High5 Award - Excellence in Photoshop?

In Hindsight

When the web was really young, I took quite a personal perspective to being good at what I did. One part of this was reading tons of books on the subject and following a lot of websites. The other was keeping up with what the gurus of the time thought. This raised quite an annoyance in me as my interest in the web grew "from an organic perspective" rather than in a "horizontal perspective". With horizontal I mean that I didn't do print first and then moved to web. I wanted to publish things on the web, and to do that I had to understand more of the underlying techonlogies. This is why my sites have never been visually stunning, they have on the other hand worked on pretty much any ol'e browser out there, and been fairly clear to navigate and read.

But at the time of writing this article (1999-02-07), very few websites which focused on content were given any notice, in fact, most awards went to sites which looked pretty. Frustrating to me, as this article will probablly tell.
Time travel to a time where browsers were called Netscape Navigator 2.0 and you had 216 safe colours to play with and a noisy 28.8 modem.

I have been whackin' homepages since late 1994. Back then there was no Netscape, no webawards and so on. Many people started doing homepages, like me, and suddenly the web was a hip place to be. Yieehaa!
Suddenly a few people got paid to do homepages, some of them did a few cool ones, and then they were called gurus and, as gurus do, for some reason, they started criticizing other peoples work. They started handing out awards, just like the darn Academy Awards.

Now, of course, I like the idea of awards, I'll gladly accept any award (even the worst site of the day hehe). But don't you think the award guys should know what a homepage is before they start handing out awards? Don't you think that they should look a bit deeper than the first page? Shouldn't they consider some compatibility issues?
Well, the fact is, most of them don't care about that. As long as you know Photoshop, smack up a cool first page with Mac-safe colors (most of the 'artistic-award-guys' use MacOS, dunno why...) and suddenly you got yourself a cool award.
Many creators think that they need absolute power control, well, that's not the web, dudes. Wake up n smell the pixels! Well, anyway, they still think that, so, when their skills doesn't cover HTML, but they know Photoshop, they think, 'oooh, thank god for T1 hookups, imagemaps and tables'. So, they design the whole site in Photoshop, charge the customers up the ae for updating the site, and make visitors wait a very long time for a few fancy images.
So, in comes the guru-i-am-cool-web-award-dude, sitting on his corporate T1 line. As a former designer, he knows how hard the HTML part is, and gladly accepts that the page loads in 15 seconds (normal people, like you and me, have to wait 90 seconds for the same page). And, the award dude thinks,
'Wow, nice colors, very well used Photoshop here....' BANG the award goes out! So (with a slightly pissed attitude), what about the guys that master HTML, accept it, make functional pages that works for all visitors in all ages despite of the browser version? On top of that, the pages load in a flash! What about us? We whack a page, make it visible in all browsers, without any JavaScript error messages, make it load in less than 20 seconds, with a 14.4 modem, make a GUI that works for all visitors, and that is easy to maintain. How about us? Where's our awards?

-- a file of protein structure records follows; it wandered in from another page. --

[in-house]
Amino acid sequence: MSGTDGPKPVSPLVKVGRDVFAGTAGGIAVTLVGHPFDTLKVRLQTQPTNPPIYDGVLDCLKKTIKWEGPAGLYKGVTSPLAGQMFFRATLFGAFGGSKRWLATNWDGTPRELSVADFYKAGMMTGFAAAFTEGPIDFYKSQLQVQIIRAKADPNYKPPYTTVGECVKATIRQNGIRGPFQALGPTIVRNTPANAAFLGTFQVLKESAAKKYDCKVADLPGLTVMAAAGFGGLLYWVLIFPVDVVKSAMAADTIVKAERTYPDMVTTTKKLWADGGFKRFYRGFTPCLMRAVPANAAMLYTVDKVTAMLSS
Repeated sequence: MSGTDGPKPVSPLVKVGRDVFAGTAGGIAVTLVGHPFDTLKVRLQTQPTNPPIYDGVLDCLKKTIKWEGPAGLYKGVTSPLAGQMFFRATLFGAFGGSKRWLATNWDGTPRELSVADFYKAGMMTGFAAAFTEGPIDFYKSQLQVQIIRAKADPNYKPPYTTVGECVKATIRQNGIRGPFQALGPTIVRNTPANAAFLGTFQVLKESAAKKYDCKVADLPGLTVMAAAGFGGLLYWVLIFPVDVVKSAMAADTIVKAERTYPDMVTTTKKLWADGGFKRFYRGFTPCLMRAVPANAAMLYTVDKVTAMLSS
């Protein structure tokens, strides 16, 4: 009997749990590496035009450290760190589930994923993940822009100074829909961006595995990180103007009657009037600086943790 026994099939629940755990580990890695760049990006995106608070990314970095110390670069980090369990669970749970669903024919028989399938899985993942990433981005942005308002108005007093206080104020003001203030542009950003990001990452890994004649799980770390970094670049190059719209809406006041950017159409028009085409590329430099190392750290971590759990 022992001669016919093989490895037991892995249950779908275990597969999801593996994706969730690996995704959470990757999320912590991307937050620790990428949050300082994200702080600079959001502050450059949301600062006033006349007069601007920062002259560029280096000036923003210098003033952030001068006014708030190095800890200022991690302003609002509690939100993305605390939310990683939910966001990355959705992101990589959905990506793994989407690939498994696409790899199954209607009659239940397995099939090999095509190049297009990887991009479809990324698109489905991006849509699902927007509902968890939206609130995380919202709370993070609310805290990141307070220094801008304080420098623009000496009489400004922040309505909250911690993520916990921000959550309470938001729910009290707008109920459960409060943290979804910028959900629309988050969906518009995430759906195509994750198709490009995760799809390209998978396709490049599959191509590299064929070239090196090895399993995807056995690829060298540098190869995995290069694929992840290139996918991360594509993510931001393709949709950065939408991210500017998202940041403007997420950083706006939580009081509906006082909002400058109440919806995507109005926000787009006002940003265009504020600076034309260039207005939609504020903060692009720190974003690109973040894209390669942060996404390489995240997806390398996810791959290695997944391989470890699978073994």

What can we learn from this? Well, as usual, with tons of money, many webmonkeys, fast Internet acces, and a lot of images, "anybody" can create an award winning homepage! It's so easy, *DOH!*

To the web-award amigos; Do respect that many webnerds consider many many aspects of the web and its users. Many projects have really slim budgets, most of us do magic with what we are presented with; A slim budget with many many aspects to consider to make both customer and user happy. The visual part comes a bit further down the road. And, using Photoshop for creating webpages is like making automobiles out of clay; It may look OK, but it really won't work out there in real life.

Just a finishing touch; The High 5 award homepage sucks quite a lot! First, a cocky quote, then a frames based main page. With a very very strange navigational system (I haven't figured it out completely, yet). And with a very very large image loaded, mostly with type that you barely can read. The images that are used do not have specified width and height tags, so the page looks very strange while loading. And, the awards go out to webified Photoshopfiles. Sucks! (Hey, I'm good at this, maybe I should do awards instead...)

One more note...

I tried to locate the High5 homepage. Wich should be at its original address of http://www.highfive.com/ but it's gone. Instead there's a generic holding page. Classy!.
I did find a lot of sites that sported the High5 award banner (and still link to the broken site) on Google. Quite funny. That's how long that one lasted. Ah well...